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Sunday, 7 October 2012


A beautiful city and one the Ukrainians should be proud of. Many of the buildings and architecture are works of art in themselves and keep you looking upwards. The streets are wide and easy with loads of restaurants and shopping and the city centre seems to have something for everyone. We thoroughly enjoyed our wandering.

Tip 1. You can never have too much info. We had a couple of maps, one issued by the Tourist Info People and one from the ship, but we took a third from some woman in the port terminal. It was covered in adverts, but it was the most useful of all.

First we left the port terminal and made our way across the road and up the Potemkin Steps, considered the formal entrance to the city from the sea.

Tip 2. Always check the price, even when there isn’t one. At the top of these steps were 8-10 men with golden eagles on their arms. Quite beautiful creatures and I was captivated. The birds were incredibly tame, and could be petted. I knew there would be money involved in this, and I was looking for begging bowls or something but could see nothing. I was invited to hold out my arm and take one of the birds, which I did. Then another, and in the end I had one on each arm. I was surprised how their claws didn’t dig in, or how they seemed so docile. And I absolutely loved the birds, looking into their very wild and unmerciful eyes, seeing those vicious beaks so close. At no point had anyone mentioned money, and to be honest me n Peter didn’t have any of the local currency or any change on us. We were quite happy to give, but the question was going to be how much.

Sadly my experience was tainted by a row about how much we should give them. They wanted 10 Euros off us. We thought that was too much. It would have been so much easier for all concerned if had told us how much they expected in the first place and not force the birds on us as they did. Peter got angry and we started to leave. They accepted the 5 Euros on offer in the end.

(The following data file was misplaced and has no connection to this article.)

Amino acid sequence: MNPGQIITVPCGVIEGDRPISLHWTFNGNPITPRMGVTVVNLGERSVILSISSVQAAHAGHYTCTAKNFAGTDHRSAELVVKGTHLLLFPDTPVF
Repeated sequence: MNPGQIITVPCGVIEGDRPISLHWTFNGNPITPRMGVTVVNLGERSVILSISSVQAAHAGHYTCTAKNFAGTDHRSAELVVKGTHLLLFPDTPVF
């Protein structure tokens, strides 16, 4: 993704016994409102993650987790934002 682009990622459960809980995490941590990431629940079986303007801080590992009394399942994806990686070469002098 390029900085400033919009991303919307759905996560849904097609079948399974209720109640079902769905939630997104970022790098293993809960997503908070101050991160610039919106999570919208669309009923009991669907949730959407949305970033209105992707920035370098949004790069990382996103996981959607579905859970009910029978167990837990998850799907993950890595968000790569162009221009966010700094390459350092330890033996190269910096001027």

We walked on into town and took a look at the Opera and Ballet Theatre

This lovely little fountain, one of two at Dumskaya Square

The City Garden with its bronze lions

This stunning hotel, under renovation, the Bolshaya Moskovskaya, originally built in 1904

A shopping centre from 1898

Odessa Cathedral and Cathedral Square

Tip 3. Ukrainian women cover their hair before entering the cathedral. I felt inappropriate and therefore we didn’t explore the cathedral fully, and the info sheet tells us the crypts, two floors down, are worth a visit. We were also expected to make a donation, as demanded by the staff from us on our way out. You can’t take photographs or film in the Cathedral, but it is absolutely beautiful inside. Cool white marble and ornate gold and blue decor. A style leftover from the Tsars I’m told. Really worth popping in and having a look.

The Colonade.

The Mother-in-Law Bridge. Built by a husband to make it easier for his mother-in-law to visit, or perhaps to make sure she didn’t need to stay overnight. The bridge itself is very boring, but apparently, this is a place where newly-weds get their photographs taken. What we really liked were the padlocks. There were hundreds, perhaps thousands of them fixed to the bridge, each one marked with the names of a couple. We assume they are some sort of love bond or promise, maybe something to do with the weddings. Quite romantic

So, at the end of our day, we feel quite satisfied. Tomorrow we visit another Ukrainian city, Sevastopol. Cool!

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